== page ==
It’s actually good to eat a small balanced snack before bed. Its important to know why. Here are the two reasons:
The Dawn phenomenon: Between roughly 3:00 a.m. and 8:00 a.m., blood sugar levels surge as your body prepares to wake up. This causes high blood sugar levels in the morning.
The Somogyi effect: Glucose levels drop significantly between 2:00 a.m. and 3:00 a.m. The body responds by releasing hormones that raise blood sugar levels again. It can release too much of these hormones, leading to high blood sugar levels in the morning.
Eating a bedtime snack can prevent blood glucose levels from dropping very low during the night and lessen the Somogyi effect.
NO fruit or milk before bed, mind you! Not eating a snack will prevent the liver from releasing sugar into the bloodstream while you sleep which can lead to high sugar numbers before breakfast the next day. What are some snack ideas?
- A handful of nuts.
- A sliced apple.
- Avocado on toast.
- Wheat biscuits.
- Carrot or cucumber slices.
- Celery sticks with hummus.
- Roasted chickpeas.
- Roasted chivda with peanuts.
What are some Indian vegetarian diet plans to manage gestational diabetes?
Early morning (between 6am - 7am)
- 1 glass warm water with 15 ml aloe vera juice .
- Soaked nuts and seeds- 2 almonds, 1 fig, 1 dry date, 1 tsp flax seeds and pumpkin seeds, 1 walnut.
Breakfast (between 8am - 9am)
- Oats upma with lots of vegetables.
- Sprouts bhel with chopped vegetables.
- 1 medium-sized seasonal fruit (apple, pear, orange, sweet lime).
- 1 glass spiced buttermilk (chhachh) - add mint leaves, coriander leaves, cumin seeds, saindhav salt and asafoetida.
Lunch (between 1pm - 1.30pm)
- Salad (tomatoes, spring onion, cucumber, beetroot, flax seeds, lemon juice).
- 1 large bowl of stir-fried okra (bhindi).
- 1 bowl of dal with fenugreek (methi) leaves.
- Lemon pickle and flax seeds chutney (powder).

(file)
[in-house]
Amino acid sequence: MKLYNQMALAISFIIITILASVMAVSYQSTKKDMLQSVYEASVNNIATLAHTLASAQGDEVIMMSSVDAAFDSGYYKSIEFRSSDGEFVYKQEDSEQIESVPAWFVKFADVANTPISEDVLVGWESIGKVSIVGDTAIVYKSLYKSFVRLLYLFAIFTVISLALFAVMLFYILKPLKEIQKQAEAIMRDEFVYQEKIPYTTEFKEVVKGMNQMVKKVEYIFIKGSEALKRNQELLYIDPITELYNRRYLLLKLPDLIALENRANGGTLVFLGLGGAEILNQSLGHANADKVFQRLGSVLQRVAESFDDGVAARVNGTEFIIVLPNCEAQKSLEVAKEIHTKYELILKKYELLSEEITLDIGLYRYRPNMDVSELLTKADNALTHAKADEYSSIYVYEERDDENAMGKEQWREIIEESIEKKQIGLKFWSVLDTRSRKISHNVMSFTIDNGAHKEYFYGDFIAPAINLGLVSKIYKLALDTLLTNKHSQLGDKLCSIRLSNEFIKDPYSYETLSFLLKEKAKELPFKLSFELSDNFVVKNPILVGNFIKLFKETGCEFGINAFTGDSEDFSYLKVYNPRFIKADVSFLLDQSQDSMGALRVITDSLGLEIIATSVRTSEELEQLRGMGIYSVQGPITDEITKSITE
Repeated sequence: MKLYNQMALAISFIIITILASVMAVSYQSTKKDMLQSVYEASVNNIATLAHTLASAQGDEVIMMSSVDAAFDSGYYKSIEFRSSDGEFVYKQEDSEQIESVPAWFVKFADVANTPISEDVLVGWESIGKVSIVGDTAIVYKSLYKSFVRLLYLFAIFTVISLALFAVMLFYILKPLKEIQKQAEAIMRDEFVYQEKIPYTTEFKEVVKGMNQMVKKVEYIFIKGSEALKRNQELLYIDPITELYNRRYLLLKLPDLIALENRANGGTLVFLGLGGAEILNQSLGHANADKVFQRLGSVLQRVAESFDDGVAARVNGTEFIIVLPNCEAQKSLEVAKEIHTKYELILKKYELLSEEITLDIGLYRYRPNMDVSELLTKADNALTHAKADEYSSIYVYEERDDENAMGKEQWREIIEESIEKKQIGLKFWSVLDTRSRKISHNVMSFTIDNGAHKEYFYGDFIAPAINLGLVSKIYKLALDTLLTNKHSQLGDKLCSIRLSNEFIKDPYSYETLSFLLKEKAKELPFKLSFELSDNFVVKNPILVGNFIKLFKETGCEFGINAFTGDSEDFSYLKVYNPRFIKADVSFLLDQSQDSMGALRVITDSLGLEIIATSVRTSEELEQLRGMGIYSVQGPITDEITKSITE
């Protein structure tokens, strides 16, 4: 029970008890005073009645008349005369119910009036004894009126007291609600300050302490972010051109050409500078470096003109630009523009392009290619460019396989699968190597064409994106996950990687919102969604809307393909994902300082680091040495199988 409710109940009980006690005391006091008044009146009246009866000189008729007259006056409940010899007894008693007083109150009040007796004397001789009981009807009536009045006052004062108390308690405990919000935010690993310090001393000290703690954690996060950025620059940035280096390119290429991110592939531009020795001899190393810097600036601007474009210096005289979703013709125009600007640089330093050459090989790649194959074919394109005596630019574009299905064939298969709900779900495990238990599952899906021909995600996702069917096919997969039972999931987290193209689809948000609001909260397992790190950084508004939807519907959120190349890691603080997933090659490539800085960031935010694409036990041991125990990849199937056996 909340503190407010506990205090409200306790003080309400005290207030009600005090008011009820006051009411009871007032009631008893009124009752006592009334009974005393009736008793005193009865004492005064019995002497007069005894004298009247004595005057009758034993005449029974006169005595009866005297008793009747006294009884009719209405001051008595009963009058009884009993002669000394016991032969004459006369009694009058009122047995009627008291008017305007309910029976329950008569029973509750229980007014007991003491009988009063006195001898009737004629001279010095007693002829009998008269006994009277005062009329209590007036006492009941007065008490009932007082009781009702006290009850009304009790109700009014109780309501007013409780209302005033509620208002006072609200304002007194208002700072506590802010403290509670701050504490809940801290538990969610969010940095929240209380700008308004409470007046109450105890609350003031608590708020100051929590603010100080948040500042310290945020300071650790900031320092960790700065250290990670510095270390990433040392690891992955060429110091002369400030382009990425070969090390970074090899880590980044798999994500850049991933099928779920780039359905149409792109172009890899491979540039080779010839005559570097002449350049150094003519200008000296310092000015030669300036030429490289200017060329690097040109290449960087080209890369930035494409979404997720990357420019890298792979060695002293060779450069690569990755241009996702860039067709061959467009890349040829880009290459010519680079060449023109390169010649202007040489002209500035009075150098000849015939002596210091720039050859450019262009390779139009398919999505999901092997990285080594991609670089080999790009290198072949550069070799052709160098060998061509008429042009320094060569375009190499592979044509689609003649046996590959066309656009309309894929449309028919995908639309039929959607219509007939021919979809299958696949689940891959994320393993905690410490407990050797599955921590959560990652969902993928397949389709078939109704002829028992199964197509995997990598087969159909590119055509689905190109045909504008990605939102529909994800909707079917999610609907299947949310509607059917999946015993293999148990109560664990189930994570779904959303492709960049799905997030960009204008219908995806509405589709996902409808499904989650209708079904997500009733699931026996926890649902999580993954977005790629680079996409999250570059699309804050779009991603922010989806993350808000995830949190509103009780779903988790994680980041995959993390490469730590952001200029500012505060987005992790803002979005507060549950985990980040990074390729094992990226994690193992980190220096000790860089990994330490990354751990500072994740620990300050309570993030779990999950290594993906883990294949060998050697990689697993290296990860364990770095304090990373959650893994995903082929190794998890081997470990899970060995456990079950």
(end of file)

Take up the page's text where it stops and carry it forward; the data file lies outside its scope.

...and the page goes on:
- 2 medium-sized millet rotis.
- Lemonade (nimbu pani).
Evening snack (6pm)
- Makhana with peanuts.
- Green leafy vegetables and dal (dill leaves, fenugreek leaves, amaranth leaves, moringa leaves, spinach).
- 1 bowl of mixed vegetables.
- 1 katori khichdi (soyabean, barley, mix dal, paneer).
- 2 cheelas.
- 1 cup turmeric milk.
Early morning (between 6am - 7am)
- 1 tsp soaked methi seeds with one glass warm water.
- 1 piece of dry coconut, soaked nuts - 2 almonds, 1 fig, 1 walnut, 2 cashews, 2 pistachios.
Breakfast (between 8am - 9am)
- 1multigrain methi thepla with ghee.
- 1 bowl soya chunk bhel with chopped vegetables.
- 1 medium-sized seasonal fruit (pear, apple, orange, sweet lime, strawberries, blackberries).
- 1 glass tender coconut water.
Lunch (between 1pm - 1.30pm)
- Beetroot, carrot, raddish, cucumber with flax seeds salad.
- 1 large bowl of bitter gourd vegetable.
- 1 bowl of dal with spinach leaves.
- 1 cup cucumber raita.
- 2 medium-sized millet rotis.
- Peanut chutney.
- Barley soup/moong soup.
Evening snack (6pm)
- Murmura bhel with chopped vegetables.
- Green leafy vegetables and dal.
- 1 bowl of salad.
- 1 katori khichdi (mix vegetables).
- 2 moong chelas.
- 1 cup saffron milk.